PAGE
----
This is an easy way for a child to make an appetizer or dinner for the family, and they will be proud that they did it (mostly!) themselves.

  • Making a Pizza

A simple way to make dinner is building a pizza. Kids will incorporate several of their learned skills while making it. This includes spreading the dough, sauce, and sprinkling on toppings. Make sure an adult is handling taking the pizza in and out of the oven.

  • Reading an age-appropriate cookbook and teaching them how to follow a recipe

Following a recipe might be easy for an adult, but this is a skill you need to learn. Find an age-appropriate recipe that is mostly on the child’s reading level.

You can a teach a child how you read the recipe first. Next, make sure you have all the ingredients. Then follow along closely for each step.

This activity will also teach the kids patience and help them learn how to follow directions. They will get to see their hard work pay off once the recipe is done!

Depending on their age, they might not be able to read a recipe all on their own. Make sure you read it aloud together and explain new terminology to them. Either way, this is a great skill to model to them and it is a wonderful time for them to practice their reading and cooking skills together.

Speech-Language Pathologist, Sierra Taylor:

Reading new materials and reading them aloud helps build the child’s vocabulary and strengths comprehension of new complex ideas when paired with the correlating action. For example, if you read how to bake a cake, and then complete the steps together this can be useful for understanding new concepts such as ‘mix together’, ‘put in’, ‘stir’, ‘pour’

Other Ways to Motivate Kids!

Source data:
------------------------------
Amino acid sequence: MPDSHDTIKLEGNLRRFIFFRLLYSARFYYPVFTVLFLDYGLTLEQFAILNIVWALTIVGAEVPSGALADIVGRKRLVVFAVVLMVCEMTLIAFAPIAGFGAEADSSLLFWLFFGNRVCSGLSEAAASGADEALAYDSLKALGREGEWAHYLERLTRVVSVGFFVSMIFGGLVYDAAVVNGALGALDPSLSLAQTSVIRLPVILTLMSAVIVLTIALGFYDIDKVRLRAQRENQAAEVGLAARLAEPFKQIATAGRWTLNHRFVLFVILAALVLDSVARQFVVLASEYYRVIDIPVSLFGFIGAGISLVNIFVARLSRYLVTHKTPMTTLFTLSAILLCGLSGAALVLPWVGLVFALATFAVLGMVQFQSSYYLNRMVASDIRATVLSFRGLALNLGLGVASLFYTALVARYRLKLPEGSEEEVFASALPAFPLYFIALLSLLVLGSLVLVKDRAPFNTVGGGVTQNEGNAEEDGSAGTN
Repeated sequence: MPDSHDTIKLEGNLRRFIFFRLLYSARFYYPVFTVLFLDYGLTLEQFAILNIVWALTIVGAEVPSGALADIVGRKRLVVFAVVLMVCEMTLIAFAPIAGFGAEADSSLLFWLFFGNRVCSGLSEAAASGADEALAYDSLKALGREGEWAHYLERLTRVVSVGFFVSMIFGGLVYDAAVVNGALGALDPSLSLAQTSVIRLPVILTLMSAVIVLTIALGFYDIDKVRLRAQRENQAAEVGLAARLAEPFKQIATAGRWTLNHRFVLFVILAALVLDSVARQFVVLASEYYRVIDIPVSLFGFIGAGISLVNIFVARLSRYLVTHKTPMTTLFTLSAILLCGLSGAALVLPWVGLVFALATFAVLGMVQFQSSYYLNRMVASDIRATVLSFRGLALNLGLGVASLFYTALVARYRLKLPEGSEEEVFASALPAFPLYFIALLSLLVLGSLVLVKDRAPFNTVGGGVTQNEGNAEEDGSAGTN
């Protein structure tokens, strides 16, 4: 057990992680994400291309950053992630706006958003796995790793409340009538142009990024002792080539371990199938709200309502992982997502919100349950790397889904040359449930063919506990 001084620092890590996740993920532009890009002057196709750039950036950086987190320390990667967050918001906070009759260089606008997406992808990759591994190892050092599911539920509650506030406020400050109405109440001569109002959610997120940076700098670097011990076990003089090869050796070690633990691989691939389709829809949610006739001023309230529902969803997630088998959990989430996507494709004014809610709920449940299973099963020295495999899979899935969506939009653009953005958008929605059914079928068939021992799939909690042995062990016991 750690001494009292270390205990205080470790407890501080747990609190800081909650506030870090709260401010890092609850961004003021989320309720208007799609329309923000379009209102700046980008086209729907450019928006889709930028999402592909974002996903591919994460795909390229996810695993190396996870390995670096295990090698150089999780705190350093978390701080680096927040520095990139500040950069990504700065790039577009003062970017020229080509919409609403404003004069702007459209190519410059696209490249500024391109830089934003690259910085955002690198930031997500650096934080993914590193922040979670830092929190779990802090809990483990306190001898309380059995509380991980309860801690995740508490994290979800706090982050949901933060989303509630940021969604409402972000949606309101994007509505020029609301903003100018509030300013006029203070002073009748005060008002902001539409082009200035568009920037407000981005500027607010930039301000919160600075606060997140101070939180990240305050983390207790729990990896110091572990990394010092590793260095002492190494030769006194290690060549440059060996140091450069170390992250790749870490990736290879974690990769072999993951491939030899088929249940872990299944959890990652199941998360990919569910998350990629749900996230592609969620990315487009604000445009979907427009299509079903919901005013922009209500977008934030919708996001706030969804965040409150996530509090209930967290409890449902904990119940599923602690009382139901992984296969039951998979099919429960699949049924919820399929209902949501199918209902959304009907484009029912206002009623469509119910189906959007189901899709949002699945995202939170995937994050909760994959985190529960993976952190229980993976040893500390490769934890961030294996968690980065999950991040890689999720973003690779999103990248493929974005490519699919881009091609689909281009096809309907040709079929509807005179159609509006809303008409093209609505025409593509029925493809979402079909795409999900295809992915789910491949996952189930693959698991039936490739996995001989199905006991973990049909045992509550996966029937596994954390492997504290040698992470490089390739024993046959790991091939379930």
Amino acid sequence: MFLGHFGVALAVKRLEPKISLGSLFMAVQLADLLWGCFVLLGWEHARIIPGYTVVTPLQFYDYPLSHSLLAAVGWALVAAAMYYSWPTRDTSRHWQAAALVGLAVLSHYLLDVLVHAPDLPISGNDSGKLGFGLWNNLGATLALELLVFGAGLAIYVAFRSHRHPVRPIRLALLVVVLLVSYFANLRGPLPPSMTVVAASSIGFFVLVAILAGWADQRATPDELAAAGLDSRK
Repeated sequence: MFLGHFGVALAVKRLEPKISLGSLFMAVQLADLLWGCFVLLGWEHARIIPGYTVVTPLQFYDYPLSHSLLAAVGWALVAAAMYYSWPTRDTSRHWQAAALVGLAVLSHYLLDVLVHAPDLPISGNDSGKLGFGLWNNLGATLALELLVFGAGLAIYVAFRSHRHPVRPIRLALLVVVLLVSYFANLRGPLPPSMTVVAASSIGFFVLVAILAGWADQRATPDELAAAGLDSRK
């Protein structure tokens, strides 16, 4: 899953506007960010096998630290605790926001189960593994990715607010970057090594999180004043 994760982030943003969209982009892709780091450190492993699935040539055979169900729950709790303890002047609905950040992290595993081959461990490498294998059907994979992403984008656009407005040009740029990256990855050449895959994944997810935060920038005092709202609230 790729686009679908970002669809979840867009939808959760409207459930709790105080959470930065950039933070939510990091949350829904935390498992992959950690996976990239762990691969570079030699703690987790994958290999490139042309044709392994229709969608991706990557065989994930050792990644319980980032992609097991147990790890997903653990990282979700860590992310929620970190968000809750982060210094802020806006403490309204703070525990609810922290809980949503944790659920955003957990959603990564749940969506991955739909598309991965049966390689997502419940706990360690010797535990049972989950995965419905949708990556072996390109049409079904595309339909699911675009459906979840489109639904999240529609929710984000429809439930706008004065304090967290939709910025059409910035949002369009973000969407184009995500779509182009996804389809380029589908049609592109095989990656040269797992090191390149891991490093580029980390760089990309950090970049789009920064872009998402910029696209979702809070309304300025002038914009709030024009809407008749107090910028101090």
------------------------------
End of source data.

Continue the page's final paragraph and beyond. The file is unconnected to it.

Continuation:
Look at recipes together online or in cookbooks

Flipping through cookbooks is a fantastic way for kids to explore different recipes. It will expose them to meals and ingredients that they may have never seen or heard of, building their knowledge and context about cooking and baking.

It also gives you an opportunity to explain more about cooking to them and may even encourage you to learn a new recipe.

If you do not have a cookbook, browse different recipe blogs and websites together. You can also look up recipe videos on YouTube to give a great visual of cooking.

Take them grocery shopping with you

You can also make your weekly grocery shopping trip a learning experience. Involving kids in your grocery shopping may get overwhelming, so make sure you have a game plan. Have a grocery list prepared by section; a list for produce, dairy, and dry goods.

For each section, discuss the different areas. For example, the produce section has fruits and vegetables, and the dairy section has milk and cheese. 

You can have them help you pick up your groceries. Like choosing a perfectly ripe avocado or the perfect carton of strawberries.

Kids will love being involved in grocery shopping, and getting to choose the ingredients that they will use later!

Occupational Therapist, Micah Cutler:

“This is also a great way to start teaching your child about nutrition and eating healthy!”

Provide them with their own, safe tools

Providing a proper kitchen tool kit for the child will depend on their age. For preschool aged children, you may only supply plastic measuring cups. For older elementary kids, you can provide them with their own tools, such as a rolling pin and age-appropriate utensils.

Tools should be colorful and be made of safe materials. Such as plastic measuring cups, silicone tools, and utensils without any sharp edges.

A child having their own kitchen kit makes them feel special and included, showing them that their help in the kitchen is valuable. They may become more motivated by having their own tools to help you with.

It also allows them to take ownership and responsibility because they will need to lean how to properly care for their tools.

Start Cooking Up Your New Routine

It is never too late to teach kids some new skills. Children will love being involved in helping you plan and make meals.

Involve kids in your cooking planning and prep and teach them about kitchen safety. Establish a routine where kids will be both excited and understand expectations and appropriate behavior while in the kitchen.

By narrating and modeling various kitchen skills, they will be able to help you make meals in no time!